Despite the benefits secondary markets offer, however, most entertainment industries have viewed them as competitors, not collaborators. Hollywood companies in particular have seen the profits derived from secondary markets as a kind of theft and have attempted to restrain them. The turn to digital media thus represents a unique opportunity for these companies, as the digital media ecosystem offers the potential for the elimination of secondary markets altogether.
This elimination occurs partly through DRM, which—though typically presented as a response to piracy—also prevents secondary markets. By requiring purchases to be linked to an account, media producers rule out any subsequent sale or trade. This technical limitation is supported by legal restrictions, embedded in TOS, which delimit acceptable use.
A less obvious threat to secondary markets has to do with supply. The current digital ecosystem employs a model of unlimited product supply. Under demand-based pricing, unlimited supply of a perfectly durable good should eventually drive prices down close to nothing. The possibility of an alternative DRM that enables secondary sales is thus ruled out in advance, since unlimited supply would result in near value-less content in both primary and secondary markets.
Unless the digital media ecosystem changes radically—embracing both limited supply and more flexible DRM—there will be no secondary market for digital media. Media producers will claim this as a victory. But it is unclear whether in the long run the lack of a secondary market will benefit producers or result in reduced economic activity and downward pricing pressure as the value of media ownership decreases.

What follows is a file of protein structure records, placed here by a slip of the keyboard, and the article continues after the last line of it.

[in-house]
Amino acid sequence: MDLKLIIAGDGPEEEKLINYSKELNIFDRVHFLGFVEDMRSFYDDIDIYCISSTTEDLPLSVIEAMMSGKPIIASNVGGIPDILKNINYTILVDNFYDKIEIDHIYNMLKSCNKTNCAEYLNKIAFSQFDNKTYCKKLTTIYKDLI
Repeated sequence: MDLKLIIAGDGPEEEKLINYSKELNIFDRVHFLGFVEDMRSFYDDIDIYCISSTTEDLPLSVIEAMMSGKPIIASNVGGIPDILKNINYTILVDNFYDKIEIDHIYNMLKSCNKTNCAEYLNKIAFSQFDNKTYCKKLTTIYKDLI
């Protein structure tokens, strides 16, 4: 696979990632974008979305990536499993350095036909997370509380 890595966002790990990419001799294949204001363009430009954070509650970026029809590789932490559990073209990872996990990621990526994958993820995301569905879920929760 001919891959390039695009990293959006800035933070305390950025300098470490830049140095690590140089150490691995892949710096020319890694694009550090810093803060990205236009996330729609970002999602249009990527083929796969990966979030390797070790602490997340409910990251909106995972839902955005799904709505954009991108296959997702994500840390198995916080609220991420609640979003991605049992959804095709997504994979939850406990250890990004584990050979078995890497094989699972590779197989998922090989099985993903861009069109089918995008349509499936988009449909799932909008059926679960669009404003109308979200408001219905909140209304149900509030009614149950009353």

Circulation of media on digital platforms is particularly compelling when it is both a product of, and product for, multiple international markets. The increasing convergence between Chinese and American media markets offers an exciting window into the growth of these multi-directional, multi-platform artifacts. In this piece, I would like to highlight the trailer for Shanghai Calling (2012), an independent Sino-U.S. film co-production directed by Daniel Shiao. The film’s trailer was not only on YouTube, but also on an analogous Chinese platform, Youku.
Whereas the YouTube site drew commentary entirely in English from users in both Anglophone and Sinophone markets, the Youku site drew commentary entirely in Mandarin, with the main exception being the English name “Daniel Henney,” in homage to the Seoul-based Korean-American heartthrob who headlines the film. The cross-platform commentary about Henney contrasts the global pull of stardom with the impulse toward using the specific language of the platform. Ultimately, the multi-platform, transnational distribution of the trailer creates a multi-lingual paratextual discussion of the film within local language media markets with global elements.